But the Nali only nodded at this.

“That is what I say.”

With that the Nali turned and walked across the room. Before Royce could say anything, the tall being passed through an archway and disappeared into the next hall. Royce looked after him curiously, and then down to the floor. Beside the opening to the lift was a pair of sports sneakers—in impeccable condition no less—and a pair of Pack Hunter skin moccasins. The moccasins struck Royce as particularly durable. Reluctantly, Royce bent over and undid the laces to his boots. Some dry mud chipped off as he did this and sprinkled the stone floor just outside the rug line. Royce cursed.

“Don’t worry about it.” The man on the microphone said. “I’ll have Curly clean that up later.”

Royce nodded and pulled his feet out. His insulated socks were sweaty, and when he touched them down onto the rug, Royce massaged around the holes in the soles and at the stumps where some of his missing toes were. Or weren’t. The rug was soft and cool under his feet and he allowed himself to flex the toes that he still had. The tiny knuckles of each popped comfortably.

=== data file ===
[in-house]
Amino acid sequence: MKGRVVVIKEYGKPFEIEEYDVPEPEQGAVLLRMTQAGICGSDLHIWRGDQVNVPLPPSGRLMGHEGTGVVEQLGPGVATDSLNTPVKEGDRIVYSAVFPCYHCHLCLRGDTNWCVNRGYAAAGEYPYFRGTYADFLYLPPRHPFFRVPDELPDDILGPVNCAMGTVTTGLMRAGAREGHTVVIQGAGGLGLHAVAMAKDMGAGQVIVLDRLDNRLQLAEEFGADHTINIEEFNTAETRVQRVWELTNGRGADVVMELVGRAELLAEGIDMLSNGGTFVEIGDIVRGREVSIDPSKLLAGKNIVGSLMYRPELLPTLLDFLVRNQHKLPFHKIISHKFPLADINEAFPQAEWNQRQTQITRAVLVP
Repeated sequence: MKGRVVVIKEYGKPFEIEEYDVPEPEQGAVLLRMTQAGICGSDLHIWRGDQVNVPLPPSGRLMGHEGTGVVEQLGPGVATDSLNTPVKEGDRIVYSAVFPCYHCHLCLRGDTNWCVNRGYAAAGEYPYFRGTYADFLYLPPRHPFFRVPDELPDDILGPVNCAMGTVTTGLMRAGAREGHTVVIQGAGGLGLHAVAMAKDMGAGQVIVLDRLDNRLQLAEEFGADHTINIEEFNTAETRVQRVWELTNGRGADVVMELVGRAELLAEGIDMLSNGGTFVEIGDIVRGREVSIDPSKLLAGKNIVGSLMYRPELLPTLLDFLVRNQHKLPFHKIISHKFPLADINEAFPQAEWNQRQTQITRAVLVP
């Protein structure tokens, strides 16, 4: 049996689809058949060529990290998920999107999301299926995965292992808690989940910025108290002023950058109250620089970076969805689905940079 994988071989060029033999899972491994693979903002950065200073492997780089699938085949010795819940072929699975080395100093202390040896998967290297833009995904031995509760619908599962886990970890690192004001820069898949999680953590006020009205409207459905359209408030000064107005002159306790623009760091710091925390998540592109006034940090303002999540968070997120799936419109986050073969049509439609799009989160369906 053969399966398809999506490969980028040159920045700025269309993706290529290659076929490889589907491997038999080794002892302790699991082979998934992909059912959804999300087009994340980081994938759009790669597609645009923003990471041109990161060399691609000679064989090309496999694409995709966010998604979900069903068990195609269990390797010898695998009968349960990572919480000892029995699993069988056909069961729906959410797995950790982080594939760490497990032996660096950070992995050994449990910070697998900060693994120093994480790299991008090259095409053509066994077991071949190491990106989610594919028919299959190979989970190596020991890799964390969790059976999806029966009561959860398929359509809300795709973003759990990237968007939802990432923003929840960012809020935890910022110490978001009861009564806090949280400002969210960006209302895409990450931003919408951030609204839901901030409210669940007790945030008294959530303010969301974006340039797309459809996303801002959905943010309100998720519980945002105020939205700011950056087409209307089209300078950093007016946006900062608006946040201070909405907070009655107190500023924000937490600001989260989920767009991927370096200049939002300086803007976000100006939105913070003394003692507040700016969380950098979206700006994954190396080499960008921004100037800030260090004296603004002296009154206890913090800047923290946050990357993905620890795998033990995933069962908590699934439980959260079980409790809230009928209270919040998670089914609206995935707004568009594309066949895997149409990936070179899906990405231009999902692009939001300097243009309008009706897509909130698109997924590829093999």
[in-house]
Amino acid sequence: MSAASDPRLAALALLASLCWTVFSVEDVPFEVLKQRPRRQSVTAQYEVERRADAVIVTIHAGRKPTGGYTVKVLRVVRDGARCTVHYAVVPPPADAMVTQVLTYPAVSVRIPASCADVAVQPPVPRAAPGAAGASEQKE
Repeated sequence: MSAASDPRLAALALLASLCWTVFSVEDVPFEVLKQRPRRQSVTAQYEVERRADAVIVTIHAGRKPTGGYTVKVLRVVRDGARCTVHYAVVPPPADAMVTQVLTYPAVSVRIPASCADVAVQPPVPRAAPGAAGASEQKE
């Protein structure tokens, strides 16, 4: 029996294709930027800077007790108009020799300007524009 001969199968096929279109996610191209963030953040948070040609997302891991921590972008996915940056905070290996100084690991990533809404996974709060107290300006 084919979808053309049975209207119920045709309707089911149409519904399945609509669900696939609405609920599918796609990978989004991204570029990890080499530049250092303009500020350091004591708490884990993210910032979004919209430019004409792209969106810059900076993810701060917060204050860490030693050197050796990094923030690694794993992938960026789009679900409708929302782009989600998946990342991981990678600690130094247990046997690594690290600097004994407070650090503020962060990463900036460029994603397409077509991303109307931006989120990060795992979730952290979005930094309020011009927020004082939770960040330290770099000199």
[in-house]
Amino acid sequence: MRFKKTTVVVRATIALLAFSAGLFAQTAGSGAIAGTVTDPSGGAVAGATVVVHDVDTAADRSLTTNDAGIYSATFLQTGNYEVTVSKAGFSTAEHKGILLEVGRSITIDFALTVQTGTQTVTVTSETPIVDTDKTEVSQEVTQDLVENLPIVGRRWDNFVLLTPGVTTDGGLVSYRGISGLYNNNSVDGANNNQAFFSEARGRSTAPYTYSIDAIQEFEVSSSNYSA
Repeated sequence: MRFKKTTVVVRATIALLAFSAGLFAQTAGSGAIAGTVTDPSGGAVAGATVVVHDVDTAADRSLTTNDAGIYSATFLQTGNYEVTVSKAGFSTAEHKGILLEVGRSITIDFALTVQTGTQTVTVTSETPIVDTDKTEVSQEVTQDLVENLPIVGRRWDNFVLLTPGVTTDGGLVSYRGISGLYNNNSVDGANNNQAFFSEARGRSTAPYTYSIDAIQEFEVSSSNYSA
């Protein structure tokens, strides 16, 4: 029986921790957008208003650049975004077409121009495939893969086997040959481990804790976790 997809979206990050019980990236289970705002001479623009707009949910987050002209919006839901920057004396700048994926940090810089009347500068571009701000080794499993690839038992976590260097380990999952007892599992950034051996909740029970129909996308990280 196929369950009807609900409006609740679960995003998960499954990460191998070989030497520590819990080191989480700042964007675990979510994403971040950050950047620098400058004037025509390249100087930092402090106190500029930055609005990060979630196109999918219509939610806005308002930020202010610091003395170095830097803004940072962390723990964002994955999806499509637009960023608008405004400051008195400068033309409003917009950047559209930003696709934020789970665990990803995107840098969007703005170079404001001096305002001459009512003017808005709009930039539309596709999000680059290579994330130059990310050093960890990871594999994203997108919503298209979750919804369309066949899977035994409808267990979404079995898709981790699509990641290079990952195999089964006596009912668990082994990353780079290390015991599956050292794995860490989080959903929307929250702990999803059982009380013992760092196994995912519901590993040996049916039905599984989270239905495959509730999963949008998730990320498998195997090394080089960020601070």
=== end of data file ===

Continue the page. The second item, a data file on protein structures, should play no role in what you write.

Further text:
He walked around the room and examined some of the furniture. It was all Nali, of course. And while the Sunspire was vast enough that Royce knew he had not seen all the rooms during his first visit, much of the furniture did not belong in this region. In his travels he discovered many things about Na Pali and about its native population. While the Nali were globally unified with their culture, ethnicity, technological advances…where they different greatly among the many regions was their sense of craftsmanship. Most of the chairs were distinctly Oragharian in style, and the rocker was made of Strongwood, which was very similar to cedar back home and only grew on the northern continents. The globe was clearly R’uuvian in the way it was carved and how all the landmasses were feature upside down, since R’uuvian Nali were from the south pole and had a unique notion of their world being reversed from the rest of the native populations. This was South was always on top. The urns were mostly from the region, aside from the ones glazed with Tarydium heat. Only equator dwelling Nali made their pottery like that. Most of the other Nali trinkets were similarly mismatched. This amused Royce some. It reminded him fondly of his aunt and uncle, who had lived in the palisades back home and always seemed to have their house stuffed with all kinds of other people’s culture.